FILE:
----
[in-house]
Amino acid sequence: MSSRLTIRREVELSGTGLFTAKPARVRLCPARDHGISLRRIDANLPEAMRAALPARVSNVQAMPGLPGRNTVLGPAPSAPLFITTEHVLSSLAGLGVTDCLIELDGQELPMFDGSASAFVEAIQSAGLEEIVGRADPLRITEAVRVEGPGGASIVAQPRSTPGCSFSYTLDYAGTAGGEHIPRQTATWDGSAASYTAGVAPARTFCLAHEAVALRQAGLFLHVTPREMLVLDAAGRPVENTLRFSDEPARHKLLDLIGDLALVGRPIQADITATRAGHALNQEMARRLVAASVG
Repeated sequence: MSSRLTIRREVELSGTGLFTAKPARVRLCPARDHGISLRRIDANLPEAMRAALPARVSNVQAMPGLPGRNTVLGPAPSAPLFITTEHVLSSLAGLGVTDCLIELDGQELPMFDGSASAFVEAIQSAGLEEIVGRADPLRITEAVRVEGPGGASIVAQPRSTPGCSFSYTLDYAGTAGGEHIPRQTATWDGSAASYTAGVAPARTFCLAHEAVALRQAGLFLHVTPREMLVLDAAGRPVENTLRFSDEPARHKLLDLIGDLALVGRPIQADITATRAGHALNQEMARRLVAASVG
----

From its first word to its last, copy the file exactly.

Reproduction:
[in-house]
Amino acid sequence: MSSRLTIRREVELSGTGLFTAKPARVRLCPARDHGISLRRIDANLPEAMRAALPARVSNVQAMPGLPGRNTVLGPAPSAPLFITTEHVLSSLAGLGVTDCLIELDGQELPMFDGSASAFVEAIQSAGLEEIVGRADPLRITEAVRVEGPGGASIVAQPRSTPGCSFSYTLDYAGTAGGEHIPRQTATWDGSAASYTAGVAPARTFCLAHEAVALRQAGLFLHVTPREMLVLDAAGRPVENTLRFSDEPARHKLLDLIGDLALVGRPIQADITATRAGHALNQEMARRLVAASVG
Repeated sequence: MSSRLTIRREVELSGTGLFTAKPARVRLCPARDHGISLRRIDANLPEAMRAALPARVSNVQAMPGLPGRNTVLGPAPSAPLFITTEHVLSSLAGLGVTDCLIELDGQELPMFDGSASAFVEAIQSAGLEEIVGRADPLRITEAVRVEGPGGASIVAQPRSTPGCSFSYTLDYAGTAGGEHIPRQTATWDGSAASYTAGVAPARTFCLAHEAVALRQAGLFLHVTPREMLVLDAAGRPVENTLRFSDEPARHKLLDLIGDLALVGRPIQADITATRAGHALNQEMARRLVAASVG